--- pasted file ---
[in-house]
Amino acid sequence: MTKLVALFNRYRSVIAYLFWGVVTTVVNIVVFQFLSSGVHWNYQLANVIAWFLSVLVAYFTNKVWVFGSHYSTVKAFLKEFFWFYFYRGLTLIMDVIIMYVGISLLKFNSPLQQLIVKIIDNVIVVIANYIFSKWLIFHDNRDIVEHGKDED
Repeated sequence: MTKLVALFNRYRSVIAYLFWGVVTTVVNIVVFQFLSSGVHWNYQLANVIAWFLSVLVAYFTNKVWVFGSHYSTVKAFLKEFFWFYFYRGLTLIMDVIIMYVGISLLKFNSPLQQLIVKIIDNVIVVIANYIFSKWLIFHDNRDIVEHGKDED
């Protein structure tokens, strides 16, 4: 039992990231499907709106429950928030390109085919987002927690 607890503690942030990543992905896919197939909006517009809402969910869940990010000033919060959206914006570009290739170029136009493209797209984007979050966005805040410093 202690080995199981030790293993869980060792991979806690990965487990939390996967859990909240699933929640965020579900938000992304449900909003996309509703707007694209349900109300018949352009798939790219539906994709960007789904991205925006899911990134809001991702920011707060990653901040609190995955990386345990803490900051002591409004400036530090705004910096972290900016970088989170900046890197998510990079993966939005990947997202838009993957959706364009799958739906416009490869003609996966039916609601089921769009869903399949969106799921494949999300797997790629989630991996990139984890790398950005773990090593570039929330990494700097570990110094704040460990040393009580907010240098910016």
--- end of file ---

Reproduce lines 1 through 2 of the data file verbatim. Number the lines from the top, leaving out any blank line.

[in-house]
Amino acid sequence: MTKLVALFNRYRSVIAYLFWGVVTTVVNIVVFQFLSSGVHWNYQLANVIAWFLSVLVAYFTNKVWVFGSHYSTVKAFLKEFFWFYFYRGLTLIMDVIIMYVGISLLKFNSPLQQLIVKIIDNVIVVIANYIFSKWLIFHDNRDIVEHGKDED